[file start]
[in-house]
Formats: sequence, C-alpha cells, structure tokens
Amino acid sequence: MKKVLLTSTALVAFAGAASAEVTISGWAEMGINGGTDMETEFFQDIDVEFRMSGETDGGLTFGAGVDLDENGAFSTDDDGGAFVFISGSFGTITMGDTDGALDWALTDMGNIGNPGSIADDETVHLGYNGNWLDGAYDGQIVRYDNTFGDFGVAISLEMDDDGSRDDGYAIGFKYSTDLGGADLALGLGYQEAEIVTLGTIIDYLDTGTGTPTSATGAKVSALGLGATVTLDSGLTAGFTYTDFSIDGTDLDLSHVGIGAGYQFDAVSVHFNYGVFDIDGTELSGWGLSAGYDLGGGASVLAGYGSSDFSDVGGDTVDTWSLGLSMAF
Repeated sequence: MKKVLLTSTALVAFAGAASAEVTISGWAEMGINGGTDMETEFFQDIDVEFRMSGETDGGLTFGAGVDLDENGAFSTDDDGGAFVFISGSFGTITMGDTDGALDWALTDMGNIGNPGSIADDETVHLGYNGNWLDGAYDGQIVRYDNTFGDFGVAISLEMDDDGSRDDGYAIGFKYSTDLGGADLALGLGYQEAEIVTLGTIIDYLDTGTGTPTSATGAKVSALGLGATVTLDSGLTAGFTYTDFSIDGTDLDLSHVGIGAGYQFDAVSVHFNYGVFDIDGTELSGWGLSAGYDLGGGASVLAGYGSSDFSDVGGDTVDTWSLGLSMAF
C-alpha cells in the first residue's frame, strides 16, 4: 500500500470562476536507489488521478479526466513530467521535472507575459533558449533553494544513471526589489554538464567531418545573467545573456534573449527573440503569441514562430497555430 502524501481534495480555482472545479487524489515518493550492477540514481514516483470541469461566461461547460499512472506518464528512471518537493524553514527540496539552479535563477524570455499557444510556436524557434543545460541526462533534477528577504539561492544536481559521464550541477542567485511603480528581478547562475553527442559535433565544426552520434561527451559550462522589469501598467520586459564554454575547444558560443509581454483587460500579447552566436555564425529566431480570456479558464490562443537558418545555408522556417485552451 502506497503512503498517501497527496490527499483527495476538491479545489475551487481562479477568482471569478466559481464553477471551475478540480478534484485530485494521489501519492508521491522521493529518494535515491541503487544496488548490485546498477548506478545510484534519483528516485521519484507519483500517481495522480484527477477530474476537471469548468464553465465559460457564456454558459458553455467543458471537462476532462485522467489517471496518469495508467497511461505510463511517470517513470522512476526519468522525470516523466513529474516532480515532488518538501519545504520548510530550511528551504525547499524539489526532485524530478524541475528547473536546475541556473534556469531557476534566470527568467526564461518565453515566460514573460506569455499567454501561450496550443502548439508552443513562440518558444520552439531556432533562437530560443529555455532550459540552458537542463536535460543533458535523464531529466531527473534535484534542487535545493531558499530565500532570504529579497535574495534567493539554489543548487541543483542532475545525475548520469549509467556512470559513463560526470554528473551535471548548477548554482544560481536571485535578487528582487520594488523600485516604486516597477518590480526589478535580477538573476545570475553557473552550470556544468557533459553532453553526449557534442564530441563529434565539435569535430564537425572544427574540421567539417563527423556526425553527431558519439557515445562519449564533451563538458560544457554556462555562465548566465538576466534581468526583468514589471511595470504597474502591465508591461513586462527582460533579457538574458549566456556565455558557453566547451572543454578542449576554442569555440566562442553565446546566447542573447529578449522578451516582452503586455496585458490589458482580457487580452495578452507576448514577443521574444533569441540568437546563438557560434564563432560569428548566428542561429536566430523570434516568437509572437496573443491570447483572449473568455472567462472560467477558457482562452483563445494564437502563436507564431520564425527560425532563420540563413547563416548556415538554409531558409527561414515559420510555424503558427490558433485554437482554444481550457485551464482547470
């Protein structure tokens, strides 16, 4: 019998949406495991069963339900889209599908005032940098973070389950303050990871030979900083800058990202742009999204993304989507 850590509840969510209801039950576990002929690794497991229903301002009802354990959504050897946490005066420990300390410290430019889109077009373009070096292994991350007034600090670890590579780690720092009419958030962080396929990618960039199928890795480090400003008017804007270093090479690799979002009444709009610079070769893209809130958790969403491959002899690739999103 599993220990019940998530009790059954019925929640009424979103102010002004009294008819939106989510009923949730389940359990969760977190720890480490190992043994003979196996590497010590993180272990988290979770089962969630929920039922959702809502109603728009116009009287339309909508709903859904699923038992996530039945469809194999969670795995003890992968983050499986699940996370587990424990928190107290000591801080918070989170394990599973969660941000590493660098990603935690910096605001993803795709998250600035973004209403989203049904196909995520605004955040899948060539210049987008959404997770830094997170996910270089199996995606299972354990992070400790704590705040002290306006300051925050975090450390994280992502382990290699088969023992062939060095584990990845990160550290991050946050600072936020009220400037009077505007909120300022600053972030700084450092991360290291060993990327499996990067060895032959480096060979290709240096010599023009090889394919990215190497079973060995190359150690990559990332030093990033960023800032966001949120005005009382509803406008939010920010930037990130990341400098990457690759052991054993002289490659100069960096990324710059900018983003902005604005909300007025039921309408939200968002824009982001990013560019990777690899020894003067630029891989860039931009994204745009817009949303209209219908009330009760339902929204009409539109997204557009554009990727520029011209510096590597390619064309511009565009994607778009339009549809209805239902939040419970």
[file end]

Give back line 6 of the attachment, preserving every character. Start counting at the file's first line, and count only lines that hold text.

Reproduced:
């Protein structure tokens, strides 16, 4: 019998949406495991069963339900889209599908005032940098973070389950303050990871030979900083800058990202742009999204993304989507 850590509840969510209801039950576990002929690794497991229903301002009802354990959504050897946490005066420990300390410290430019889109077009373009070096292994991350007034600090670890590579780690720092009419958030962080396929990618960039199928890795480090400003008017804007270093090479690799979002009444709009610079070769893209809130958790969403491959002899690739999103 599993220990019940998530009790059954019925929640009424979103102010002004009294008819939106989510009923949730389940359990969760977190720890480490190992043994003979196996590497010590993180272990988290979770089962969630929920039922959702809502109603728009116009009287339309909508709903859904699923038992996530039945469809194999969670795995003890992968983050499986699940996370587990424990928190107290000591801080918070989170394990599973969660941000590493660098990603935690910096605001993803795709998250600035973004209403989203049904196909995520605004955040899948060539210049987008959404997770830094997170996910270089199996995606299972354990992070400790704590705040002290306006300051925050975090450390994280992502382990290699088969023992062939060095584990990845990160550290991050946050600072936020009220400037009077505007909120300022600053972030700084450092991360290291060993990327499996990067060895032959480096060979290709240096010599023009090889394919990215190497079973060995190359150690990559990332030093990033960023800032966001949120005005009382509803406008939010920010930037990130990341400098990457690759052991054993002289490659100069960096990324710059900018983003902005604005909300007025039921309408939200968002824009982001990013560019990777690899020894003067630029891989860039931009994204745009817009949303209209219908009330009760339902929204009409539109997204557009554009990727520029011209510096590597390619064309511009565009994607778009339009549809209805239902939040419970």